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February 4, 2019

Following industry feedback, LEED v4.1 has been unveiled

Written by Russell Hixson. Originally published in Daily Commercial News on 4 February.

The U.S. Green Building Council (USGBC) has released its newest version of the LEED green building program, LEED v4.1, for registration for both new construction projects as well as interior spaces.

According to the Canada Green Building Council (CaGBC), LEED v4.1 was developed in response to the growing recognition of the critical need to address carbon pollution. Currently there are over are 700 registered LEED v4 projects in Canada. Based on their experiences and thousands of others around the globe, LEED v4.1 was developed.

“The most important change is that requirements are more broadly achievable and accessible by project teams,” said Mark Hutchinson, vice-president of green building programs with the Canada Green Building Council.

“In a lot of cases that means more flexibility and in other cases, thresholds have been adjusted.”

One change that stemmed from feedback, explained Hutchinson, is that the new version encourages teams to look at buildings holistically by performing a life cycle assessment to determine its impact on the environment. While version 4 awarded projects for performing the assessment and then reducing its impact, v4.1 rewards teams for just performing the assessment.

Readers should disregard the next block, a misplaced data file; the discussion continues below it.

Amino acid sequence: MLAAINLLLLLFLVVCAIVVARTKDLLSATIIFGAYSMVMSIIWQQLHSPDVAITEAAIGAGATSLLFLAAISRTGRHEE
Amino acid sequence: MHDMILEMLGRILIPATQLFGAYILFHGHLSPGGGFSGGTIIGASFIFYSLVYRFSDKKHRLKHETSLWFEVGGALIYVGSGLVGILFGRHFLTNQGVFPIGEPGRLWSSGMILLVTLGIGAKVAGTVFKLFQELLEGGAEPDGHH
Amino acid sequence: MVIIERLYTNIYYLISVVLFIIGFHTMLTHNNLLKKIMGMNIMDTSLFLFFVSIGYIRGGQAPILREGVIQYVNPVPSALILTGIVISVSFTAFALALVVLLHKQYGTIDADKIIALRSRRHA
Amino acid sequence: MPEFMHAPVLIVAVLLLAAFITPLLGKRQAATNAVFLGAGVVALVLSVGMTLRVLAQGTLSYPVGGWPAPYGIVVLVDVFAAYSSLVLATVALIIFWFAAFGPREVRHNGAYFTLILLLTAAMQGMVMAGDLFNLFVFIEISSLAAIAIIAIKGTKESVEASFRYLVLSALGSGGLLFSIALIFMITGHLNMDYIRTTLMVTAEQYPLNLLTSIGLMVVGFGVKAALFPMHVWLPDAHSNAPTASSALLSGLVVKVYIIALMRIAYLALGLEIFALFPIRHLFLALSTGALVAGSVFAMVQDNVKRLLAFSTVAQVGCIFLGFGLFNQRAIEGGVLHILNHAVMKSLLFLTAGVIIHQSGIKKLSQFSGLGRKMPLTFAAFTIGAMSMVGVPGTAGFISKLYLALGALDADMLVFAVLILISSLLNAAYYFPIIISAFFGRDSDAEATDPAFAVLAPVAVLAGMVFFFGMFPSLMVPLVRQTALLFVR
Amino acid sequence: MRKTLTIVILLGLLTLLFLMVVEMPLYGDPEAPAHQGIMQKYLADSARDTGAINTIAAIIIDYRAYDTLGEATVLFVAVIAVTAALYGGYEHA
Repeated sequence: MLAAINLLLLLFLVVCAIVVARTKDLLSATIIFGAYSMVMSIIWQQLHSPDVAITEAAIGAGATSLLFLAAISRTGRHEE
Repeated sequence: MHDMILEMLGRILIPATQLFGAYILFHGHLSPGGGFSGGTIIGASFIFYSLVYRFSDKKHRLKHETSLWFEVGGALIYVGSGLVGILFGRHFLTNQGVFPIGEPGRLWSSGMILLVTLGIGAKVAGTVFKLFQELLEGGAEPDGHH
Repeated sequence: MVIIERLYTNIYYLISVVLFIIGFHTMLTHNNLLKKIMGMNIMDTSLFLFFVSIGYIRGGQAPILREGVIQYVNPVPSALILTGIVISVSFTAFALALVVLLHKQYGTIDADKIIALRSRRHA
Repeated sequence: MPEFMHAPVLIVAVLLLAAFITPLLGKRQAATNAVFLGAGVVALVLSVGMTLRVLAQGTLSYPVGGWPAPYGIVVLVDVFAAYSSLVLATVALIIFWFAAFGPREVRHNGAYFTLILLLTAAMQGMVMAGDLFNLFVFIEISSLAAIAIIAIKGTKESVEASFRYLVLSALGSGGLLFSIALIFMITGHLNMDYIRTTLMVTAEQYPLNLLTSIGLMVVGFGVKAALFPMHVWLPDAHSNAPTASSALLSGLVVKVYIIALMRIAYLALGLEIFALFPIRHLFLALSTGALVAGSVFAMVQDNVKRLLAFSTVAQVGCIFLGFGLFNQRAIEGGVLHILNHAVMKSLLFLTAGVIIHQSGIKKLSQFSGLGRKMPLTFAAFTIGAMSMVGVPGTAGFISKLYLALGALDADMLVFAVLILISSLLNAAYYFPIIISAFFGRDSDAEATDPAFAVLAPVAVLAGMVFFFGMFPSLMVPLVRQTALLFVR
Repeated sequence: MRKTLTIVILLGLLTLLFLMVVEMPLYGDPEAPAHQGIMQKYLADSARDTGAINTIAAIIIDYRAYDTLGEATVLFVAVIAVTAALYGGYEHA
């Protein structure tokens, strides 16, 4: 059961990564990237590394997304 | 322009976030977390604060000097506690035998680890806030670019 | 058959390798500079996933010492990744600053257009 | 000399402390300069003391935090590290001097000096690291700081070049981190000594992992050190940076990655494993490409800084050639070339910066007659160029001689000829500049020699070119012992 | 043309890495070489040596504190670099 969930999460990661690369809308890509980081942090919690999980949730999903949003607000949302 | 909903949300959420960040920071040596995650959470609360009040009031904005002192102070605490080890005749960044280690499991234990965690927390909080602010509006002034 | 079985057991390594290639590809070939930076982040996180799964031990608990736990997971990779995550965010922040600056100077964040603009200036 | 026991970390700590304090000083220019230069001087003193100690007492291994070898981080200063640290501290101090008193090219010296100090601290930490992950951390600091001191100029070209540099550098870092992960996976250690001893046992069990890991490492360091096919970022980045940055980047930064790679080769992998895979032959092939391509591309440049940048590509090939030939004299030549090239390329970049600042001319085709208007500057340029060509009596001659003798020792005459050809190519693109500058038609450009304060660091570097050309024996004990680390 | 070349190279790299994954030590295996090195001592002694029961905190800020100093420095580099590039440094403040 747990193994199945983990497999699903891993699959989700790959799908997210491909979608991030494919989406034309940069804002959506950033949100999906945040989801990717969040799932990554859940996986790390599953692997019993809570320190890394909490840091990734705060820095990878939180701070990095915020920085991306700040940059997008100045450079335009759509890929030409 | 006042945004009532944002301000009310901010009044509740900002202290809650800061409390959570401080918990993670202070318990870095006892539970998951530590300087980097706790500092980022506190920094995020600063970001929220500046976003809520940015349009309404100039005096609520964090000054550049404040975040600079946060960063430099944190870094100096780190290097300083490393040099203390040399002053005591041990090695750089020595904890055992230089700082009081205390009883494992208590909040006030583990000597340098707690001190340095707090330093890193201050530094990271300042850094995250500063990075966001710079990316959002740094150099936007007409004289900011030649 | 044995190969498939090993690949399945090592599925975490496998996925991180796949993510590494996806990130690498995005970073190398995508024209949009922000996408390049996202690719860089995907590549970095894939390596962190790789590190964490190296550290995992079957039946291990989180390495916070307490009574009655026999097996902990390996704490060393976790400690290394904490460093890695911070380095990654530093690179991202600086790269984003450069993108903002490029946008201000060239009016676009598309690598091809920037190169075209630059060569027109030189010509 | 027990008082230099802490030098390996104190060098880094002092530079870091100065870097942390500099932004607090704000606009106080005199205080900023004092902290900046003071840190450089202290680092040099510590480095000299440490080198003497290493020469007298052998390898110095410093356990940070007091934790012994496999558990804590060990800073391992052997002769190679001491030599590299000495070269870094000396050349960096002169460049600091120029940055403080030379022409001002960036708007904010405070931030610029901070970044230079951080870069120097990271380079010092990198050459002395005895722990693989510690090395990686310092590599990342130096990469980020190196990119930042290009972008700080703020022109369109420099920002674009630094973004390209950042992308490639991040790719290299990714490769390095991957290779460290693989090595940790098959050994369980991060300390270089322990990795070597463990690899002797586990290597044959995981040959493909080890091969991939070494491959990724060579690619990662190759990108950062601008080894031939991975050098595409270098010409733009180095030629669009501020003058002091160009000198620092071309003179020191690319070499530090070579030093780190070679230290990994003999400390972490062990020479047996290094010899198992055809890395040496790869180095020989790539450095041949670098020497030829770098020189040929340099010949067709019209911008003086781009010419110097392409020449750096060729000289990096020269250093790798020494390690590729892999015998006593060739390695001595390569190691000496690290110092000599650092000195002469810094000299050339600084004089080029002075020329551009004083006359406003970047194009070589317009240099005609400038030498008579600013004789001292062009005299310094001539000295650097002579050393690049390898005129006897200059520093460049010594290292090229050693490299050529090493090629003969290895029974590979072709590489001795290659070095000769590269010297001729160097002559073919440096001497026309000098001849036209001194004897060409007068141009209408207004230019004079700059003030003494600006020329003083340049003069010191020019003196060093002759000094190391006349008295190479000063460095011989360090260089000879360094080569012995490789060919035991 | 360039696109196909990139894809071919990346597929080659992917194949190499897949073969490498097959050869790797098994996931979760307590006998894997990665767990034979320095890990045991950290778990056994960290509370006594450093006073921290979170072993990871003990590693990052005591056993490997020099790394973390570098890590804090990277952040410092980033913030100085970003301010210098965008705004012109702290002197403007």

Hutchinson said the council found teams weren’t participating in the assessment at all as the credit was only achieved if it was completed and the team could prove the impact to the environment had been reduced.

“4.1 recognizes that not everyone is ready to achieve that threshold,” said Hutchinson.

LEED is developed by the USGBC.

Currently, there are more than 96,200 commercial projects participating in LEED in 167 countries and territories.

“The hallmark of LEED is ‘continuous improvement,’ and that is exactly where we are going with LEED v4.1,” said Mahesh Ramanujam, president and CEO of the USGBC.

“LEED v4.1 is set to raise the bar. It is the most comprehensive, collaborative, accessible and effective LEED system to date. From improving energy performance to emphasizing human health and integrative building design, LEED is encouraging project teams to operate beyond the status quo.”

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